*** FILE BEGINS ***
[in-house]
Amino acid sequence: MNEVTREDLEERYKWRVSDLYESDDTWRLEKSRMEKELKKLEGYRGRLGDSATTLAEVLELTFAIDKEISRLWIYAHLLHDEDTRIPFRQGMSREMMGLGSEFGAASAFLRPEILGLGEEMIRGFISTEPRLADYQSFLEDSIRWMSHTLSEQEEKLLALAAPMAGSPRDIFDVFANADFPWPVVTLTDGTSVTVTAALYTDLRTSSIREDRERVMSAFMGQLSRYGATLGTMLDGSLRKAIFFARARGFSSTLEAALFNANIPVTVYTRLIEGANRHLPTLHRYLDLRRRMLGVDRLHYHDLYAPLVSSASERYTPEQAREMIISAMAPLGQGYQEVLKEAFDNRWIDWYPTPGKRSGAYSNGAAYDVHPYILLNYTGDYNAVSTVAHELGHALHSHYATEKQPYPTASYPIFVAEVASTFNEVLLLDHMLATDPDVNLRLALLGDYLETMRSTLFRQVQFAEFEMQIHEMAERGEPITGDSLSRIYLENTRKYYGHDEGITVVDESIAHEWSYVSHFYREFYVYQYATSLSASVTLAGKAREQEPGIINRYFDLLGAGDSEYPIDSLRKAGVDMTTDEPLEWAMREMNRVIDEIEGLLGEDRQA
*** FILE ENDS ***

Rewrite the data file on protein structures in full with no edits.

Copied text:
[in-house]
Amino acid sequence: MNEVTREDLEERYKWRVSDLYESDDTWRLEKSRMEKELKKLEGYRGRLGDSATTLAEVLELTFAIDKEISRLWIYAHLLHDEDTRIPFRQGMSREMMGLGSEFGAASAFLRPEILGLGEEMIRGFISTEPRLADYQSFLEDSIRWMSHTLSEQEEKLLALAAPMAGSPRDIFDVFANADFPWPVVTLTDGTSVTVTAALYTDLRTSSIREDRERVMSAFMGQLSRYGATLGTMLDGSLRKAIFFARARGFSSTLEAALFNANIPVTVYTRLIEGANRHLPTLHRYLDLRRRMLGVDRLHYHDLYAPLVSSASERYTPEQAREMIISAMAPLGQGYQEVLKEAFDNRWIDWYPTPGKRSGAYSNGAAYDVHPYILLNYTGDYNAVSTVAHELGHALHSHYATEKQPYPTASYPIFVAEVASTFNEVLLLDHMLATDPDVNLRLALLGDYLETMRSTLFRQVQFAEFEMQIHEMAERGEPITGDSLSRIYLENTRKYYGHDEGITVVDESIAHEWSYVSHFYREFYVYQYATSLSASVTLAGKAREQEPGIINRYFDLLGAGDSEYPIDSLRKAGVDMTTDEPLEWAMREMNRVIDEIEGLLGEDRQA